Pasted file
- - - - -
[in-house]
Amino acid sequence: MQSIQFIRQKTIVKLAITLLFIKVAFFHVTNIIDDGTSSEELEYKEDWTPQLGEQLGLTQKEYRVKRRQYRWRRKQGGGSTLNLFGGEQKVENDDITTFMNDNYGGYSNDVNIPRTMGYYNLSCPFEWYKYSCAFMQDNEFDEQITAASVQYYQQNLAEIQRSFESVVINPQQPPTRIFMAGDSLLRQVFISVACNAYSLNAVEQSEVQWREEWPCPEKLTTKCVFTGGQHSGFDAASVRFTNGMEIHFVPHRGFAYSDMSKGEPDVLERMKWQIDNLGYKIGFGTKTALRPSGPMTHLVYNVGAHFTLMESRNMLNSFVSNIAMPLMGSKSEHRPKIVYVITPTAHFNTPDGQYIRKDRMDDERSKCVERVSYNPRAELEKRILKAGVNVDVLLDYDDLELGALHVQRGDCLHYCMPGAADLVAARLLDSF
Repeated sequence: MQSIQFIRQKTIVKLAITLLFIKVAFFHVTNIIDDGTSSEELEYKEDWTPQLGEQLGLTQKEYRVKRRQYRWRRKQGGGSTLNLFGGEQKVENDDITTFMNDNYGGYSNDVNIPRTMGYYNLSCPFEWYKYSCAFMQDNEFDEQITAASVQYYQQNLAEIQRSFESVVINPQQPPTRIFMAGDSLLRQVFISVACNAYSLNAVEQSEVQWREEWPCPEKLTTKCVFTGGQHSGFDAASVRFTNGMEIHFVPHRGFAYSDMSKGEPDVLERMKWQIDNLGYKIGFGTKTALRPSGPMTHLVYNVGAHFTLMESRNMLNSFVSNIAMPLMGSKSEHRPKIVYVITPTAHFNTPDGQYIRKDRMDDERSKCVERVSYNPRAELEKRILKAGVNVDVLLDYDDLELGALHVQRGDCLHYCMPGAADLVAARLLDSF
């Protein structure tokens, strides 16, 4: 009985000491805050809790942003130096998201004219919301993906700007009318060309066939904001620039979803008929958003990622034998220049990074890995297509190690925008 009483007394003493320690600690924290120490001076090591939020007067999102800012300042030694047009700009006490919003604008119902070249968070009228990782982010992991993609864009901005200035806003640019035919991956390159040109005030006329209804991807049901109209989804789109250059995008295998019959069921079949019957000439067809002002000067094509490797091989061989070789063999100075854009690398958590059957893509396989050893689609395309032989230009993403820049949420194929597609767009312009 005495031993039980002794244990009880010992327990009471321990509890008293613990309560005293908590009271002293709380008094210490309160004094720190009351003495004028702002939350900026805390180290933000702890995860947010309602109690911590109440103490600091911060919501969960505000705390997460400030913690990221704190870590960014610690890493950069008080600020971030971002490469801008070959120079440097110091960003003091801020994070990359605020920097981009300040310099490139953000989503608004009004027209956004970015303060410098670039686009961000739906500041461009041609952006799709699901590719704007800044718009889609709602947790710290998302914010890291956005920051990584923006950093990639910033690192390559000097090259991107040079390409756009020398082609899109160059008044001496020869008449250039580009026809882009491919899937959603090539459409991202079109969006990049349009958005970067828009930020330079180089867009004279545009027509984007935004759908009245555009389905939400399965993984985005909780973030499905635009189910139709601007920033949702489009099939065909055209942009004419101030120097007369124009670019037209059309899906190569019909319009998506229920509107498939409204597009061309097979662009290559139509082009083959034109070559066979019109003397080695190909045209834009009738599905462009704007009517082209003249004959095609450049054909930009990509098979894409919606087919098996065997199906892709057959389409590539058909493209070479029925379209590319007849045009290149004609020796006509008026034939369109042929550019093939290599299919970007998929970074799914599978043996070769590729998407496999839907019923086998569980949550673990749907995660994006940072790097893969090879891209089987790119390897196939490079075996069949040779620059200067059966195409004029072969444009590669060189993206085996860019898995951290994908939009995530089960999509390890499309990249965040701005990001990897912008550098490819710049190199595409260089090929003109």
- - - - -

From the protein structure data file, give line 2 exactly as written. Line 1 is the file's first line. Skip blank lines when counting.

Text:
Amino acid sequence: MQSIQFIRQKTIVKLAITLLFIKVAFFHVTNIIDDGTSSEELEYKEDWTPQLGEQLGLTQKEYRVKRRQYRWRRKQGGGSTLNLFGGEQKVENDDITTFMNDNYGGYSNDVNIPRTMGYYNLSCPFEWYKYSCAFMQDNEFDEQITAASVQYYQQNLAEIQRSFESVVINPQQPPTRIFMAGDSLLRQVFISVACNAYSLNAVEQSEVQWREEWPCPEKLTTKCVFTGGQHSGFDAASVRFTNGMEIHFVPHRGFAYSDMSKGEPDVLERMKWQIDNLGYKIGFGTKTALRPSGPMTHLVYNVGAHFTLMESRNMLNSFVSNIAMPLMGSKSEHRPKIVYVITPTAHFNTPDGQYIRKDRMDDERSKCVERVSYNPRAELEKRILKAGVNVDVLLDYDDLELGALHVQRGDCLHYCMPGAADLVAARLLDSF